In relatively good times, a first-term president's wide array of powers can force his challenger to shift from issue to issue, hoping to find a gap in the incumbent's armor. This year, that scenario is practically turned on its head.
Romney is the play-it-safe candidate, rarely straying from his jobs-and-economy talking points and sharply limiting encounters with national reporters. He took six hours Friday to offer a short and carefully worded comment that criticized Obama's new immigration policy for not providing "a long-term solution."
Romney didn't say whether he would overturn it if elected. But by noting "it can be reversed by subsequent presidents," he might have sown doubts in the minds of some young illegal immigrants studying the policy.
Obama looks like the bigger risk-taker. He doesn't have many options.
He is constrained by a complex, interrelated, and frail global economy, and by a Republican-run House. Together, they severely limit his ability to influence the struggling U.S. economy, which Obama says needs more investments in education, renewable energy sources, and other areas.
With a single action, however, Obama can allow gays and lesbians to serve openly in the military; direct Catholic-affiliated employer insurance plans to cover contraceptives; and protect hundreds of thousands of young illegal immigrants from being deported.
He took that last step Friday. It delighted many Hispanic groups and prompted Republican officials to grouse more about the process he used than the actual policy.
Democrats enjoy a hefty edge among Hispanic voters, and some GOP strategists fear Romney is widening the gap.
In the primaries, Romney criticized one rival, Texas Gov. Rick Perry, for granting in-state college tuition to illegal immigrants. The former Massachusetts governor also distanced himself from Newt Gingrich's call for making clear that the United States would not deport illegal immigrants who have led stable, crime-free lives for many years.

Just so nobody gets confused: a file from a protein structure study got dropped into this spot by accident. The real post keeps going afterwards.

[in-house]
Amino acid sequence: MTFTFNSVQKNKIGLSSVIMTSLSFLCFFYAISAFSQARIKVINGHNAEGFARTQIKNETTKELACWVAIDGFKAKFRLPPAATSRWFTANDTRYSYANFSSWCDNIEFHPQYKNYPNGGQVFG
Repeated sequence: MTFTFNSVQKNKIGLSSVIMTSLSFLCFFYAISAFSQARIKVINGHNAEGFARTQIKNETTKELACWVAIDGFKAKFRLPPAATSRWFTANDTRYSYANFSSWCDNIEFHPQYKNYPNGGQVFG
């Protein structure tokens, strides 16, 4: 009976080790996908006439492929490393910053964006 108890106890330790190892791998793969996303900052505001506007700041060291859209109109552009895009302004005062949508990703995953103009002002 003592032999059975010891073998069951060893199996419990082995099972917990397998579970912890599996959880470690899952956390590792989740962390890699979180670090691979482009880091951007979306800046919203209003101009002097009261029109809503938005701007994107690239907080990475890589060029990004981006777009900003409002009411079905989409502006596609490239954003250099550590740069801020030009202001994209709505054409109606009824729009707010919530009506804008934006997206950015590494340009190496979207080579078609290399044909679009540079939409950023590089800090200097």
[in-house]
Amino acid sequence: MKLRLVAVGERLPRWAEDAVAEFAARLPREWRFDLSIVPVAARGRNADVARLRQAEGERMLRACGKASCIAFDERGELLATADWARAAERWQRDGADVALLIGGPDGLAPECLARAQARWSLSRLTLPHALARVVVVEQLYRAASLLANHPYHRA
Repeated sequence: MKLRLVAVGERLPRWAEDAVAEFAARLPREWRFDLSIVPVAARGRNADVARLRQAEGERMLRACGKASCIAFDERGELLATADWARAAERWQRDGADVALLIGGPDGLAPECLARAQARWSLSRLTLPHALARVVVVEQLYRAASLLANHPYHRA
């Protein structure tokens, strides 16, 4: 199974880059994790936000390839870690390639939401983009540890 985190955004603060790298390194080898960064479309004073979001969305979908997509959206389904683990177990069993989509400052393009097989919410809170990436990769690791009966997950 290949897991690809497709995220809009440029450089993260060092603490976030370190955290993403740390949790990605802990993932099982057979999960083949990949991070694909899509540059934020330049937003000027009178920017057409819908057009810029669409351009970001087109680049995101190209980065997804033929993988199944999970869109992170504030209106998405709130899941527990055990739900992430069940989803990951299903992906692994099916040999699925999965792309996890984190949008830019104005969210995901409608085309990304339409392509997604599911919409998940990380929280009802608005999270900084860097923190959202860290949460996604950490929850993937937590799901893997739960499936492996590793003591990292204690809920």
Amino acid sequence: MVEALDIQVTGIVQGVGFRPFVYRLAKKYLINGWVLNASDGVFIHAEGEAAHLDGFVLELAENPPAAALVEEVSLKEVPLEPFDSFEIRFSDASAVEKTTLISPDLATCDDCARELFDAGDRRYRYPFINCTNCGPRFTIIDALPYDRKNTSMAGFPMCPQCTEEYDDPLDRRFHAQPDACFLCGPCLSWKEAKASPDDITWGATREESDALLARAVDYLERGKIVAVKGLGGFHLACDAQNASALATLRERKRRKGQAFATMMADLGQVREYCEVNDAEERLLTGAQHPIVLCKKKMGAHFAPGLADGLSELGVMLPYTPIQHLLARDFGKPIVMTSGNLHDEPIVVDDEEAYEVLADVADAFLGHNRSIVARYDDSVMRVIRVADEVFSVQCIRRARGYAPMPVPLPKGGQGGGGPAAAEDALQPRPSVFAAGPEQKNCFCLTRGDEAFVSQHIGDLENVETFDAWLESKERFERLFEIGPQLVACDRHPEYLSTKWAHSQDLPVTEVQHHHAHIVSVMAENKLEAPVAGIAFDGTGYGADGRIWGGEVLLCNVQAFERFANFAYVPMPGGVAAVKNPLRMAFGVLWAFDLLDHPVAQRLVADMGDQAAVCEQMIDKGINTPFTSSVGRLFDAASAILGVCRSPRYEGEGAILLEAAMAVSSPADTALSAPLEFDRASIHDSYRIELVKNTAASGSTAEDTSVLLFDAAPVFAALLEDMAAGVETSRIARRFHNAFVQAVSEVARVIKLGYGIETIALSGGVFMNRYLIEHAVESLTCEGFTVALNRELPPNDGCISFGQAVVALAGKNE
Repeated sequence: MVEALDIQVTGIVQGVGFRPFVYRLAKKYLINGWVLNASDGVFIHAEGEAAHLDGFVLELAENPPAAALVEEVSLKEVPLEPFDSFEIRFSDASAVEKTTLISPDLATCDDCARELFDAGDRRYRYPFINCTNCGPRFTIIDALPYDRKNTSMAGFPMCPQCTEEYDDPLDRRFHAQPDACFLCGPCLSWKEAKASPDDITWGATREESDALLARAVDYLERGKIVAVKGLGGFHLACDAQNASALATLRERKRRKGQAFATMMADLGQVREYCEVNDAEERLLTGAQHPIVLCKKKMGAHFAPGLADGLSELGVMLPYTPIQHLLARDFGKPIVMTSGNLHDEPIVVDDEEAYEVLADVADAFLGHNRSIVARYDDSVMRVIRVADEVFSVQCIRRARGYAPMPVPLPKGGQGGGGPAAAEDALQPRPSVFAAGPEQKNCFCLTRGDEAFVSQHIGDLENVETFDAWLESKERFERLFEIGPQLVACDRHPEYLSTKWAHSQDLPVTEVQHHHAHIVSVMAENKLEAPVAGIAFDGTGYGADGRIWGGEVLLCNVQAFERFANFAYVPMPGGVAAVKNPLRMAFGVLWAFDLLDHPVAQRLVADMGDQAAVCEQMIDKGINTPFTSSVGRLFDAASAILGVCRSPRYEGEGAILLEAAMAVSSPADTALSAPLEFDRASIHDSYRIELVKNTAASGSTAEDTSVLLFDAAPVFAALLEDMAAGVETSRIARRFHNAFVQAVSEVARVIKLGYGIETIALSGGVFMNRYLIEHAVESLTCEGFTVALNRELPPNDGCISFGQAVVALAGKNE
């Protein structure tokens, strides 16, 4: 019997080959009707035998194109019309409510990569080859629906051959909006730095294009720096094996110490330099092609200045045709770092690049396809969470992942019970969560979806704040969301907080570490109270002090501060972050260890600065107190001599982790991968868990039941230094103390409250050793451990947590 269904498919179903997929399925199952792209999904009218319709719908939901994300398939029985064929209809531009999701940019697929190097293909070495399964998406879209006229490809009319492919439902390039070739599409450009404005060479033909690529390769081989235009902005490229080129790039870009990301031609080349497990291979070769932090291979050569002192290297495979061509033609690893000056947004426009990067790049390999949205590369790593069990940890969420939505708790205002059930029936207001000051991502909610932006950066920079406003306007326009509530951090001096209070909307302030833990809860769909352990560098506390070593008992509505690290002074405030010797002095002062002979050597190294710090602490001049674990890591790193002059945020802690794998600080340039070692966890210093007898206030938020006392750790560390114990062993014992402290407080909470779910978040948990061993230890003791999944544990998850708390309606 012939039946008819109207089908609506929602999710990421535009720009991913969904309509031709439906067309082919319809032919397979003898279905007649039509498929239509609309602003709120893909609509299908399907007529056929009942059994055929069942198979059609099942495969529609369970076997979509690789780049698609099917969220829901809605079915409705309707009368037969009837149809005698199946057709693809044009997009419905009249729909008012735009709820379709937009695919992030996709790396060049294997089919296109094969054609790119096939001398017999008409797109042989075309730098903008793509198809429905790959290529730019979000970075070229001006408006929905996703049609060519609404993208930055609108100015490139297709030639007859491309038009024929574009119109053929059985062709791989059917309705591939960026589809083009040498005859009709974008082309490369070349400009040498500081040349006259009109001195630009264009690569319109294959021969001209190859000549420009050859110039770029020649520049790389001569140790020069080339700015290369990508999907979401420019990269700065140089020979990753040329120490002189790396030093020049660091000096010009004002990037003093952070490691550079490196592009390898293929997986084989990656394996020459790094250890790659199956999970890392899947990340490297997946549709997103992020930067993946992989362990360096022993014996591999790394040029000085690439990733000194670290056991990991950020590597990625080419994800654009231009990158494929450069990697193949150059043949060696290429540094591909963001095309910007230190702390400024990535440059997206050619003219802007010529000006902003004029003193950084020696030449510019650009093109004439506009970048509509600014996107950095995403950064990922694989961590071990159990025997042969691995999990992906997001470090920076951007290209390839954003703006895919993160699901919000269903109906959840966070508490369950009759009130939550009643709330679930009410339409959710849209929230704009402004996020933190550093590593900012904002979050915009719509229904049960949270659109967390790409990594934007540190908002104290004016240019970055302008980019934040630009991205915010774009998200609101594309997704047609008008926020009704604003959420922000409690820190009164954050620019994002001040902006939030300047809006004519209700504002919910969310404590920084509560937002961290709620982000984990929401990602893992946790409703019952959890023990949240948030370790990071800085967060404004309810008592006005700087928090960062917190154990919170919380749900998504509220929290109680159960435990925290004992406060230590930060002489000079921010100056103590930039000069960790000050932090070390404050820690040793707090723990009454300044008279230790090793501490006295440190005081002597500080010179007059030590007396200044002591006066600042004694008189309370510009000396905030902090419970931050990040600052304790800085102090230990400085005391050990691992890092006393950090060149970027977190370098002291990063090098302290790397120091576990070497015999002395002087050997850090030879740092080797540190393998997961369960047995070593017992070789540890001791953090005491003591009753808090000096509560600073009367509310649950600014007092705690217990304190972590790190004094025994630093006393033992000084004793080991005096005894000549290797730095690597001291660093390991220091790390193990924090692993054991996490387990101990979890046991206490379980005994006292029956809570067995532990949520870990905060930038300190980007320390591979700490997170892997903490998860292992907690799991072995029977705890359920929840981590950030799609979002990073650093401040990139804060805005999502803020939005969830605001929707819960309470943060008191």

"This is the right thing to do," Obama said in the Rose Garden as he outlined the new policy Friday.
Sidestepping Congress, where immigration proposals have languished for years, Obama acted to make illegal immigrants immune from deportation if they were brought to the United States before they turned 16 and are younger than 30, have been in the country for at least five continuous years, have no criminal history, and graduated from a U.S. high school, earned a GED diploma or certificate, or served in the military.
Millions of people in the United States, especially younger voters, rallied to Obama's 2008 campaign because they saw it as a crusade giving voice to those weary of the Iraq war and falling economic opportunities. Democratic strategists hope to reignite some of that enthusiasm.
Obama effectively ended the military's "don't ask, don't tell" policy in 2010 by persuading Congress to enact the change, which activists warned he could do on his own if the lawmakers balked. He won more praise from gay activists last month when he embraced same-sex marriage, even if the move was largely symbolic. The bigger legal step was his 2011 decision not to enforce a federal law defining marriage as between a man and a woman.
If the economy were humming, Obama might not need to do big and bold things. But a national unemployment rate of 8.2 percent forces him to take some chances.
That's what he did Friday, briefly stealing attention from the start of Romney's five-day bus tour, whose theme is clear: jobs, jobs, jobs.